“She was distraught, and she was constantly looking behind her where there was a big girl walking,” she said.
She would never hear her daughter’s voice again. Several days later, Gilley was back in the hospital and unresponsive. Bell sat at her unconscious daughter’s side, as she was guarded by two deputies.
She still finds it painful to remember the final moments of her daughter, who she described as ambitious and hardworking.
“There was nothing that she couldn’t tackle, as far as housework, doing carpentry work on her house, she could work on her car, go fishing,” she said. “Kim loved nature.”
Gilley died soon after, and her mother hasn’t received any information about what caused her death.
“Nobody has told us anything,” Bell said.
She also has yet to receive an autopsy report, which isn’t abnormal. According to Matt Izzo, chief administrator for the Medical Examiner, autopsies are typically performed within two and a half days after death, but preparing the report can take up to 240 days.
11 months, no answers
While there is pending legislation intended to make what happens in the state’s jails more transparent, it may not be forceful enough to provide many families with the information they need.
Senate Bill 495, introduced by Senate Judiciary Chairman Charles Trump, R-Morgan, is an effort to undo a bill passed last year that armed correctional officials with a powerful exemption to the state’s Freedom of Information Act. The bill made records of almost everything that happened inside jails and prisons confidential — such as video footage, incident reports, investigations and other documents.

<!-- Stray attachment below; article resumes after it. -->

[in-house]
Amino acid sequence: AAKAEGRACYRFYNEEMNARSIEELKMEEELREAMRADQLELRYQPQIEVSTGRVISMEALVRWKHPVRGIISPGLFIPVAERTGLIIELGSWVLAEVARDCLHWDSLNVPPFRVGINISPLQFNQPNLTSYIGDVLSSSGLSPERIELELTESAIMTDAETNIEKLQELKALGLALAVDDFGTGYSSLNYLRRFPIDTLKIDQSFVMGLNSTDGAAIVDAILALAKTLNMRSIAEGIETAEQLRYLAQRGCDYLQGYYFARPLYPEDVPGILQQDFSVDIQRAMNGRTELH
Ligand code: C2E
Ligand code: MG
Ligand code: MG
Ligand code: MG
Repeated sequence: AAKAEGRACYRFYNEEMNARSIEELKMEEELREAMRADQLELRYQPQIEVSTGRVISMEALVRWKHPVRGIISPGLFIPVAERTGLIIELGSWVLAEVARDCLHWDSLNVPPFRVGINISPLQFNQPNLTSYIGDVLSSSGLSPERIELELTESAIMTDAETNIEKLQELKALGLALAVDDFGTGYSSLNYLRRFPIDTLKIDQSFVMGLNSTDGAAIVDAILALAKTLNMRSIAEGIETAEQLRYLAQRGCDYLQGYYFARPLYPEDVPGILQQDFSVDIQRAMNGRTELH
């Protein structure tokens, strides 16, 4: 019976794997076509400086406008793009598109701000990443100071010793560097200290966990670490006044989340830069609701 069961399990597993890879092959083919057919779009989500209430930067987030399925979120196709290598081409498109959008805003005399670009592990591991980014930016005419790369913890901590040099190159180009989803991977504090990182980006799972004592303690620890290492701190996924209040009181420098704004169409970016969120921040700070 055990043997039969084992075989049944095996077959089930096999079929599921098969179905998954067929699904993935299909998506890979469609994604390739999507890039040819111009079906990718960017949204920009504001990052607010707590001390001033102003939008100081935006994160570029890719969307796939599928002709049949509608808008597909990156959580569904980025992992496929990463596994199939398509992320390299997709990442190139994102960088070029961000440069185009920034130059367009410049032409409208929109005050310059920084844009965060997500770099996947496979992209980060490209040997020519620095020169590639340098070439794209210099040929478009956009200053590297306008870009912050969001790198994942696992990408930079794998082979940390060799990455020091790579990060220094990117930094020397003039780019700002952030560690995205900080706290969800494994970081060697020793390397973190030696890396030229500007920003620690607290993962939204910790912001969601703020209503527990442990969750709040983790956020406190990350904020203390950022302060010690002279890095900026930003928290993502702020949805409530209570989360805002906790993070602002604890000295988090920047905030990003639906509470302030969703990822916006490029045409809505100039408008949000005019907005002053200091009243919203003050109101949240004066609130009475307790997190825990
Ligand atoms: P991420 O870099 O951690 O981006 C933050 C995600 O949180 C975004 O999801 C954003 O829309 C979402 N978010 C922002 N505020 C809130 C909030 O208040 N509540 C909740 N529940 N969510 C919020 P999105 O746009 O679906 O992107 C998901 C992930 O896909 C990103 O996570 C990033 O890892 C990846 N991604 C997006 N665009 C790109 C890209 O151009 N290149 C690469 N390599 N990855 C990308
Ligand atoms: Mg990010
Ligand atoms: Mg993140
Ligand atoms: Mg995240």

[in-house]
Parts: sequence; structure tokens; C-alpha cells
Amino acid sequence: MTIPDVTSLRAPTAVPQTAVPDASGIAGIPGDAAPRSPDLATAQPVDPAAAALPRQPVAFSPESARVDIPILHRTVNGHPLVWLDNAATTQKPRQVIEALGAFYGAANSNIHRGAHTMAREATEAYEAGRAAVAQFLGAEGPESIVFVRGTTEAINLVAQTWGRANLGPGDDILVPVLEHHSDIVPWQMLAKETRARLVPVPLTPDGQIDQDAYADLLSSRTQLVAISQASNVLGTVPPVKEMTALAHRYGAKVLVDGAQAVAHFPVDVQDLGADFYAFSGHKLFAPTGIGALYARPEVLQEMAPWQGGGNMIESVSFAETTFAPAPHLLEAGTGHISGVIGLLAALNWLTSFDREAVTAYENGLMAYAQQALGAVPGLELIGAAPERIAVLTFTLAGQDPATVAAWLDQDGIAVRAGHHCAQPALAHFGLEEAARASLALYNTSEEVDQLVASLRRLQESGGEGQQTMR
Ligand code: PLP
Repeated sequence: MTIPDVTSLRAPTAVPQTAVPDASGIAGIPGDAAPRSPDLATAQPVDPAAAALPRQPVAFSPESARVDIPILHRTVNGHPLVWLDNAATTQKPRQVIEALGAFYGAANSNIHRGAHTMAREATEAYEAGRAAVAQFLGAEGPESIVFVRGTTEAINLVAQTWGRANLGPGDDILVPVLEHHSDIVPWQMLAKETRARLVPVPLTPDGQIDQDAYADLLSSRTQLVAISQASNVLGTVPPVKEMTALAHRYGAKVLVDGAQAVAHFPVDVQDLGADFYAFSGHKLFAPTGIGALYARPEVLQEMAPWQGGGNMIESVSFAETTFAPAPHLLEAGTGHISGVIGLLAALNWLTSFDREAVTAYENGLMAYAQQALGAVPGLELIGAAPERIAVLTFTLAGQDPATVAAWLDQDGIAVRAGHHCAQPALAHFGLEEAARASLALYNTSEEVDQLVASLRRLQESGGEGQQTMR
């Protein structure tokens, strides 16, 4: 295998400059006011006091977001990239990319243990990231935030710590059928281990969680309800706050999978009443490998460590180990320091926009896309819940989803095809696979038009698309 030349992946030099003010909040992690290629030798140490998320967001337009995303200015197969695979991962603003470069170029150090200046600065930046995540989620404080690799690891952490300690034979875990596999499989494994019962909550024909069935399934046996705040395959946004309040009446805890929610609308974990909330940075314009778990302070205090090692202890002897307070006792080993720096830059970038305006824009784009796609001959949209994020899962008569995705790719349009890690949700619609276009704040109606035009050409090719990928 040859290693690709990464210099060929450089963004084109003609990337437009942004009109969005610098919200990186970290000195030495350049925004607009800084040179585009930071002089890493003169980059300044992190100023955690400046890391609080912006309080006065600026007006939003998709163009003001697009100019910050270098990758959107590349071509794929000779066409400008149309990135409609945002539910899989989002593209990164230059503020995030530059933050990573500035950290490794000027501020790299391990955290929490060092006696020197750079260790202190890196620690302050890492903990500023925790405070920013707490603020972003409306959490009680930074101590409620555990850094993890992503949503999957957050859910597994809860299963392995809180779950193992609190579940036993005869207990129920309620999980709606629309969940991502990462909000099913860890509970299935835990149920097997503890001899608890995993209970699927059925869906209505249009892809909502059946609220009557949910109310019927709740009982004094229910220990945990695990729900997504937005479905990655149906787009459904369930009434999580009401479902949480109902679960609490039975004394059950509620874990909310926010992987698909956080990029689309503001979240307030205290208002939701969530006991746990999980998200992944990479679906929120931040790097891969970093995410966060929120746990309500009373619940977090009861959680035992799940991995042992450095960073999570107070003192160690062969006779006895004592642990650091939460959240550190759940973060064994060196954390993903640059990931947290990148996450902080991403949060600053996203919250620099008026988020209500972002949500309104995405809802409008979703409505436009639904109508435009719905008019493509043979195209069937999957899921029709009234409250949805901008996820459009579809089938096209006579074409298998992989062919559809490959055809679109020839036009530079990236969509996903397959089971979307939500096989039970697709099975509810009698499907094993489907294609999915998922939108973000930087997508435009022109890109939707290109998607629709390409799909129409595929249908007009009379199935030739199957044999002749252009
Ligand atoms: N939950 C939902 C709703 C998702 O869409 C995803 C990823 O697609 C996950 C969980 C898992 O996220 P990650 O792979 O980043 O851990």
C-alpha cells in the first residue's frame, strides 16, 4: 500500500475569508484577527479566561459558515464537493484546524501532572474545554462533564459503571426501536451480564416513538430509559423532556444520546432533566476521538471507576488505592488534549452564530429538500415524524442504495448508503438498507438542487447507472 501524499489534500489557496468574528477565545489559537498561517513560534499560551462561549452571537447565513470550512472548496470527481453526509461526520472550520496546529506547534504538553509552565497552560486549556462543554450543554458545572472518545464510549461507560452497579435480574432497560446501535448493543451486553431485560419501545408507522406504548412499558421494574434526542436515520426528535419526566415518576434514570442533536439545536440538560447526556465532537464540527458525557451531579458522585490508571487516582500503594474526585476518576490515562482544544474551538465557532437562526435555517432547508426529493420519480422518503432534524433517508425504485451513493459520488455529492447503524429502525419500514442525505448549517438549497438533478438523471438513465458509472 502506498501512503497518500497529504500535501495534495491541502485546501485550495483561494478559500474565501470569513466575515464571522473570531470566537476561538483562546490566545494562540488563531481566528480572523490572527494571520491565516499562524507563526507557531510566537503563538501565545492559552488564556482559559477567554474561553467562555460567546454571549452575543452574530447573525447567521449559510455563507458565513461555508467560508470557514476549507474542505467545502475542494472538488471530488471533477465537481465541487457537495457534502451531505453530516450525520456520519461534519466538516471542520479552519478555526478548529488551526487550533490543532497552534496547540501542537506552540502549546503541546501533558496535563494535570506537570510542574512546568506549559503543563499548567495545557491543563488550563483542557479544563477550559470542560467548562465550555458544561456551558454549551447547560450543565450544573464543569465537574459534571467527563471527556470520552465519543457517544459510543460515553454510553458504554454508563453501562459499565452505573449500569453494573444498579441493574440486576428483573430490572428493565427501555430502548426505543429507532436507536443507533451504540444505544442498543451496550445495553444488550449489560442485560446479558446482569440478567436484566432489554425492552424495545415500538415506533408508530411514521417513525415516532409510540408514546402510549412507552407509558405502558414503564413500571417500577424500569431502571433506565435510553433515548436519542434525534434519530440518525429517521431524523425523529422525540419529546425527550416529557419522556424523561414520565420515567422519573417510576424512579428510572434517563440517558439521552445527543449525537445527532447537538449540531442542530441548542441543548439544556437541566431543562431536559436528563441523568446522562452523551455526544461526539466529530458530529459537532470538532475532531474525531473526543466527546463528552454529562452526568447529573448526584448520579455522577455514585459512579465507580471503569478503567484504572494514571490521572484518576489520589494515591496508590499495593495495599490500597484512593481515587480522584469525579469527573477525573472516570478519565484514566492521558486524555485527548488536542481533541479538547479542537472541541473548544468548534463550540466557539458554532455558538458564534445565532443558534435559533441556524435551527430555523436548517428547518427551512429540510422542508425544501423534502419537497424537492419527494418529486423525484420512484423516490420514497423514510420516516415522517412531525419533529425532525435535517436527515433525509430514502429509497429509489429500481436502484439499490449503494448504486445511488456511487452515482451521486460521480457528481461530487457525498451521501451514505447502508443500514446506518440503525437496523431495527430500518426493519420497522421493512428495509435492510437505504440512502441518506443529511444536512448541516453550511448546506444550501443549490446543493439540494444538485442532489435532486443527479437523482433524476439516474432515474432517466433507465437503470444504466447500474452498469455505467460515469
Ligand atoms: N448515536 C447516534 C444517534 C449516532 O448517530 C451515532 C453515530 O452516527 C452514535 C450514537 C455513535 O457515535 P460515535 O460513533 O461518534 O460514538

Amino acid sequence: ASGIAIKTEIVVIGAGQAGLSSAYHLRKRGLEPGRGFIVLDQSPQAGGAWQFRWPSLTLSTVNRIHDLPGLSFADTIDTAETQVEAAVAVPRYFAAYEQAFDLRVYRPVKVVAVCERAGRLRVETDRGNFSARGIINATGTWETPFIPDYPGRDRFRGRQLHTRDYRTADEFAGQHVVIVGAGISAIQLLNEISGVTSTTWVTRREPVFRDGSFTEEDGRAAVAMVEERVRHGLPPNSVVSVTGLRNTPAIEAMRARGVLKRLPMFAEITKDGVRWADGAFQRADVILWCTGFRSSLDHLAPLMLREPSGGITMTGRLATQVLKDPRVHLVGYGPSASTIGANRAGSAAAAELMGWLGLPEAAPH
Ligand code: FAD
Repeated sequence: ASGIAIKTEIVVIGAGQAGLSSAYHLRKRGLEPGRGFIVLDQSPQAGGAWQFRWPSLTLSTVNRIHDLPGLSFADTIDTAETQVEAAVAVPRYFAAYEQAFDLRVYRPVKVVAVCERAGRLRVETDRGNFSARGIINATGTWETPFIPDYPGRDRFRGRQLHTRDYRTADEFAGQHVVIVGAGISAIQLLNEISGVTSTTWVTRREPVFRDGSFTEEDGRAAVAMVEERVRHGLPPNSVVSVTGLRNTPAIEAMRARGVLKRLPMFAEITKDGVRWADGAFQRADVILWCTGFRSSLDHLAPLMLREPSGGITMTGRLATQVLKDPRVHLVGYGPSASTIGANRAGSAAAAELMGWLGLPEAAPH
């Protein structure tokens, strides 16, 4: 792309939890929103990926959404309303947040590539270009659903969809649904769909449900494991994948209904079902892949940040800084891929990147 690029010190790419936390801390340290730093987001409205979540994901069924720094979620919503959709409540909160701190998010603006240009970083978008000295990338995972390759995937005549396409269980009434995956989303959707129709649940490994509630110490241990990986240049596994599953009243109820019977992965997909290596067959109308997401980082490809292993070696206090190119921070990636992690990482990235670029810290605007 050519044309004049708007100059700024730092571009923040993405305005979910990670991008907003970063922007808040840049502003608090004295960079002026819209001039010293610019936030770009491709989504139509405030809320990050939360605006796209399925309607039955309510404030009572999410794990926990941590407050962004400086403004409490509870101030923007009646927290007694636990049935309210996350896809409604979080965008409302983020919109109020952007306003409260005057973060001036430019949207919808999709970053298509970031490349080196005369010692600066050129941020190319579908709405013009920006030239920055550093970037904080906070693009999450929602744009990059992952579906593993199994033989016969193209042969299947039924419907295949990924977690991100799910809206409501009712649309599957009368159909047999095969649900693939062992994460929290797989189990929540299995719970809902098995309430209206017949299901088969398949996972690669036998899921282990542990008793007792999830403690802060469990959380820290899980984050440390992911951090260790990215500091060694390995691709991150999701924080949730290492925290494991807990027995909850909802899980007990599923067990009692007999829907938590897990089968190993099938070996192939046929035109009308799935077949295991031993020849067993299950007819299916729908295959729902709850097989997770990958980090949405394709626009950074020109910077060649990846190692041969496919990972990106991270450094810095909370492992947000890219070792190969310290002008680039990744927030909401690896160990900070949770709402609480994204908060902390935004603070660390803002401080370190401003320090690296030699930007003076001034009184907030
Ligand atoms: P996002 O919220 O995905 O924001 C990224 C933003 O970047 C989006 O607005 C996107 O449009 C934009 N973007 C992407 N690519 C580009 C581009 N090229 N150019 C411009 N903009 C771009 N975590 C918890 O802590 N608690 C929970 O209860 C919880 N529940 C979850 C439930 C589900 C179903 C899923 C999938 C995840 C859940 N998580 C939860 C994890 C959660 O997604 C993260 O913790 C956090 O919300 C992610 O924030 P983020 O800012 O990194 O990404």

Trump initially amended last year’s bill so it wouldn’t prohibit disclosure under FOIA, but that amendment was stripped out by the House Judiciary Committee on the same day the Legislature unanimously passed the bill.
Trump is now attempting to undo the bill’s effect in order to make more records available, especially to family members of those who died in jail.
“In the interest of compassion, we should be willing to provide the family of the deceased with the information and records they need,” he said.
But even if the bill passes, it doesn’t mandate disclosure to families, let alone the public or the press, meaning that correctional officials could still use longstanding exemptions to shield records.
Russell Williams, one of the attorneys who has filed a class action lawsuit against Southern Regional Jail on behalf of close to 1,000 current and former inmates, said his attempts to obtain records for his clients, such as incident reports and videos, have been met with consistent denials from the agency.